According to a research at the University of Waterloo, the nanoscale devices that utilize electromagnetism would be enough sensitive to identify the mass of viruses, which are a hundred billion times thinner than a human hair strand. This new measuring method for miniscule objects is expected to lead to cheaper and more precise sensors for the usage in various areas, such as gas detection and medical research.
Hassan Askari, a PhD candidate and researcher at Waterloo, stated that “now medical researchers would have a more precise tool for the detection of bacteria and viruses, which will result into an enhanced clinical diagnosis.” The research also demonstrates that this new method of measurement, i.e. a sensor that consists of a magnetic particle joined with a small resonator plate and a minute coil, has a high potential to produce electricity that can reduce the interference greatly and improve the precision.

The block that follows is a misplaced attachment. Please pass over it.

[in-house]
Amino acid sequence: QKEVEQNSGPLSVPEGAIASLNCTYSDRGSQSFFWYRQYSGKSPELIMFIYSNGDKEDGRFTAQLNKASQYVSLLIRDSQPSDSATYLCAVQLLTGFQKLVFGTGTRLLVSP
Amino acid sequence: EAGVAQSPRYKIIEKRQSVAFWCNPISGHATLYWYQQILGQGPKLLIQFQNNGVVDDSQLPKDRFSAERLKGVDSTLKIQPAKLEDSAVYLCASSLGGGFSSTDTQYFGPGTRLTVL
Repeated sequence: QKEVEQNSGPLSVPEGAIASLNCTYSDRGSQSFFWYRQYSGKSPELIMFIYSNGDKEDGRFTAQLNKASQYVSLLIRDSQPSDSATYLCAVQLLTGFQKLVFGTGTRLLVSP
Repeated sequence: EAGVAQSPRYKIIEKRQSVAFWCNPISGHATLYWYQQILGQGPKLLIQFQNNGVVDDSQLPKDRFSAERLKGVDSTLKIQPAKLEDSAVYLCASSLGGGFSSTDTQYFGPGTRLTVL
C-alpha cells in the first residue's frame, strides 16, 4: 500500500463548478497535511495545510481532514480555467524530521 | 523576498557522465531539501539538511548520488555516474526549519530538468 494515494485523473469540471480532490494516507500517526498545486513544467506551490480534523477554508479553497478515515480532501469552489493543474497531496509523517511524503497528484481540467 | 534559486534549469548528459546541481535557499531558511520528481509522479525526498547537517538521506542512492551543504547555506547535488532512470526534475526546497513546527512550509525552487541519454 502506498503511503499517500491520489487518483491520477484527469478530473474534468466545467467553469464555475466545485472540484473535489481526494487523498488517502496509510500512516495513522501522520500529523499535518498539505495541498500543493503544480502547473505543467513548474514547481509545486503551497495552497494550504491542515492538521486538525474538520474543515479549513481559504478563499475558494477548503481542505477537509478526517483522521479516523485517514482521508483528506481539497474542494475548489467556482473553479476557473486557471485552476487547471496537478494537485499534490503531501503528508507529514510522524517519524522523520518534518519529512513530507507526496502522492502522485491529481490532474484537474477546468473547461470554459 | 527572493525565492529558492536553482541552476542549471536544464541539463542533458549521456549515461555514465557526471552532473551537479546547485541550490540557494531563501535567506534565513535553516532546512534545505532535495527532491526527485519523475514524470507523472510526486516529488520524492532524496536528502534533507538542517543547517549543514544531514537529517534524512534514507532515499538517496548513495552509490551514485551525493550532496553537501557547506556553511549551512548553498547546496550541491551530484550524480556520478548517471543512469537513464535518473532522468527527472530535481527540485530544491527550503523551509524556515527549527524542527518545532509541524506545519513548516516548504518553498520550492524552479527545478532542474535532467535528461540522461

When the plate vibrate rapidly, the distance between the stationary coil and the magnetic particle vary and electric voltage creates. By calculating the difference in the voltage after any object, such as a gas molecule or a bacteria, is added to the plate, the sensor become capable of determining that object’s mass. Additionally, the voltage can be utilized to power the sensor itself, allowing the wireless transmission of the results, generated from clean labs, to remote computers, reducing the interference that affects accuracy to a great extent.